The 1857-O is an elusive issue in all grades, from a tiny mintage of 30,000 pieces. The mintage was widely distributed at the time of issue, and it is doubtful any coins were saved for numismatic purposes. The 1857-O is usually seen in VF or XF grades, while AU coins are quite scarce, and Mint State examples are very rare. The supply of circulated coins was augmented in the 1990s, when a hoard of several dozen pieces came on the market. Most of those coins graded in the XF40-AU50 range, with many specimens showing heavy abrasions. Only four examples were saved from the wreck of the S.S. Republic, but they were high-grade specimens. Even after the new discoveries, the 1857-O remains a scarce issue, with Winter estimating a surviving population of 175-200 pieces in all grades. Q. David Bowers postulates a slightly lower figure of 150 coins. Current population data from the grading services coincides well with those estimates, as NGC has certified 110 examples in all categories, while PCGS has graded a total of 86 specimens across the grading spectrum (11/10). The 1857-O continues to be very rare in Mint State grades, with only six to eight specimens known.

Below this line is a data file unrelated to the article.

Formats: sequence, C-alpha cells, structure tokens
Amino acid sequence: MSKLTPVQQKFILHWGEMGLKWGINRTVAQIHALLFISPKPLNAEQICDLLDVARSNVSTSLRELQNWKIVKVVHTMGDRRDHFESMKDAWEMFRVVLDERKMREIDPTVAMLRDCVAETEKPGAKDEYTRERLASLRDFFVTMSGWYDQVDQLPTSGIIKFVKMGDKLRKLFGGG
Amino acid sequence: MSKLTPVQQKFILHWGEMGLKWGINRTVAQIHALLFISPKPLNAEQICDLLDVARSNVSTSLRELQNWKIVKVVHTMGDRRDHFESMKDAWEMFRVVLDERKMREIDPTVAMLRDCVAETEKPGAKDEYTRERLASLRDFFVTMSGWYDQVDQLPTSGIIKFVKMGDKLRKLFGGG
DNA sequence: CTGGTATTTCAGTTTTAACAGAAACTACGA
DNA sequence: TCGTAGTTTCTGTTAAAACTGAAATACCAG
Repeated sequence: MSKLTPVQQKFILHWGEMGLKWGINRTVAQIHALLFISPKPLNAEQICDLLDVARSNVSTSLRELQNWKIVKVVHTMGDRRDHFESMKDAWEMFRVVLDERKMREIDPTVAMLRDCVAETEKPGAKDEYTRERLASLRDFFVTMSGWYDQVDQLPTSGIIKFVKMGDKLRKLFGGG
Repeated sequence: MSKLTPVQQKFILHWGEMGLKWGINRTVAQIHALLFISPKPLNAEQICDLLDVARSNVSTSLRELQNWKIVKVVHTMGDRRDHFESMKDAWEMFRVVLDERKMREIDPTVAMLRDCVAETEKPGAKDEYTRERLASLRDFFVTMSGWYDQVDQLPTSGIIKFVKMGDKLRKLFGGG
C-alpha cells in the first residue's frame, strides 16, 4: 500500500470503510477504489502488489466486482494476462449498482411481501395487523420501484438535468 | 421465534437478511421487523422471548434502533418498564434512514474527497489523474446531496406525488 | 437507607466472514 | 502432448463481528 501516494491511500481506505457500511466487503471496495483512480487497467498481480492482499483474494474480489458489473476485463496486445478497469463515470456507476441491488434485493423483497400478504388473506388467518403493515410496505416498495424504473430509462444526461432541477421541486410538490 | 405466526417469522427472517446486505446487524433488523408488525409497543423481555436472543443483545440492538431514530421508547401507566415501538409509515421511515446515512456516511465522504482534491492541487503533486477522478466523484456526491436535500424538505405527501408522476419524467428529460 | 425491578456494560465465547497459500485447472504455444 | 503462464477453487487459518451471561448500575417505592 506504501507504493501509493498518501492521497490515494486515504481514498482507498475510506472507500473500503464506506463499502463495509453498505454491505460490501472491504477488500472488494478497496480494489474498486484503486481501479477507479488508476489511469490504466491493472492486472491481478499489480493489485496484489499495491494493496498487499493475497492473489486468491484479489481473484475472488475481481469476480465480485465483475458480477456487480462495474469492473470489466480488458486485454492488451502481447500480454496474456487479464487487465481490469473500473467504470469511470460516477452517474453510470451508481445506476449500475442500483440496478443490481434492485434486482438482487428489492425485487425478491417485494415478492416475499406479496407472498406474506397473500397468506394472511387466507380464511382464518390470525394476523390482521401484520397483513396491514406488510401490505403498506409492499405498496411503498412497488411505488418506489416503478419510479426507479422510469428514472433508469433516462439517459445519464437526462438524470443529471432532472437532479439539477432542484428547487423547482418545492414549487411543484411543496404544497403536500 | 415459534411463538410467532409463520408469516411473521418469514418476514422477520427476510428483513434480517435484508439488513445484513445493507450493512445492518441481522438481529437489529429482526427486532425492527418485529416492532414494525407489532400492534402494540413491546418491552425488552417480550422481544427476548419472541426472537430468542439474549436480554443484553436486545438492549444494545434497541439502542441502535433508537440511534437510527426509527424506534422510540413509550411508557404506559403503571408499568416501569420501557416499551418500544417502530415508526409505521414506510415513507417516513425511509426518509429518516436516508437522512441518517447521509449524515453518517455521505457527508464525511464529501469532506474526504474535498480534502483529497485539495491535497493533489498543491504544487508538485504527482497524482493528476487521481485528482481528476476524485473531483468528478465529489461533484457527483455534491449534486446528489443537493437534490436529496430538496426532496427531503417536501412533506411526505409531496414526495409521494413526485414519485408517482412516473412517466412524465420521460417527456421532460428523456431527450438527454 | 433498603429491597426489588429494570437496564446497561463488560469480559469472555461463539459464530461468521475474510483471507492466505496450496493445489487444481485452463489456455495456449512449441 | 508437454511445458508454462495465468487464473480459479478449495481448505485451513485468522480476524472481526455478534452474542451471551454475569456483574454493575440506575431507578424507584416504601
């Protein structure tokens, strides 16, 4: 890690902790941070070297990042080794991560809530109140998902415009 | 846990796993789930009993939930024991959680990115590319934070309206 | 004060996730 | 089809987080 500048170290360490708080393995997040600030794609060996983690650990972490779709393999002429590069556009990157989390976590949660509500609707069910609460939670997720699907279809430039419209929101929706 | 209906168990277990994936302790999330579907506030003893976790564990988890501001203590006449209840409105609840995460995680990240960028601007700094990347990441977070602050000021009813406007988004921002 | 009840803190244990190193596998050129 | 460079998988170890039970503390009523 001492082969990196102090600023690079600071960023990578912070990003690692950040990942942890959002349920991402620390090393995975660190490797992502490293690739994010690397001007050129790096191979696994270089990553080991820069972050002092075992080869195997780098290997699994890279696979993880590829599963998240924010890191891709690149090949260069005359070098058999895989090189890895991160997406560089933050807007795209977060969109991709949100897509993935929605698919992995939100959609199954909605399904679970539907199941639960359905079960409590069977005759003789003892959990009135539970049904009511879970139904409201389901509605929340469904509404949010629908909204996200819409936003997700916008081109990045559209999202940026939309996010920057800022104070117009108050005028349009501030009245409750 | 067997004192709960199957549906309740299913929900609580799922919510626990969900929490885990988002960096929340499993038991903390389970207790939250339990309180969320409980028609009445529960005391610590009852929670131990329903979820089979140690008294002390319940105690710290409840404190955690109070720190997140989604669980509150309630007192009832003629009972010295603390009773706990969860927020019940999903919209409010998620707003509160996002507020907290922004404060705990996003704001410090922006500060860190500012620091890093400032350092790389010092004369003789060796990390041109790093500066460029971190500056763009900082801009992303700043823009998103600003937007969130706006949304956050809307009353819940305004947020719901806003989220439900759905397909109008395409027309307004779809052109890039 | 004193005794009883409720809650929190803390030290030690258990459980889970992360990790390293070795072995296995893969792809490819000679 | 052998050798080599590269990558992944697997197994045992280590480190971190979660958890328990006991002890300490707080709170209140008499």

While the rare New Orleans twenties, including the 1857-O, are prized by collectors today, they held little appeal for numismatists of the 19th and early 20th century. The high intrinsic value of the coins mitigated against holding a large number of pieces for an extended period of time, and there was no widespread interest in mintmarked varieties of any denomination. Things changed in the 1930s, when the Gold Recall of 1933 made collecting large-denomination gold coins an attractive means of legally investing in gold.
This particular coin has Star Designation. The Single Finest Known!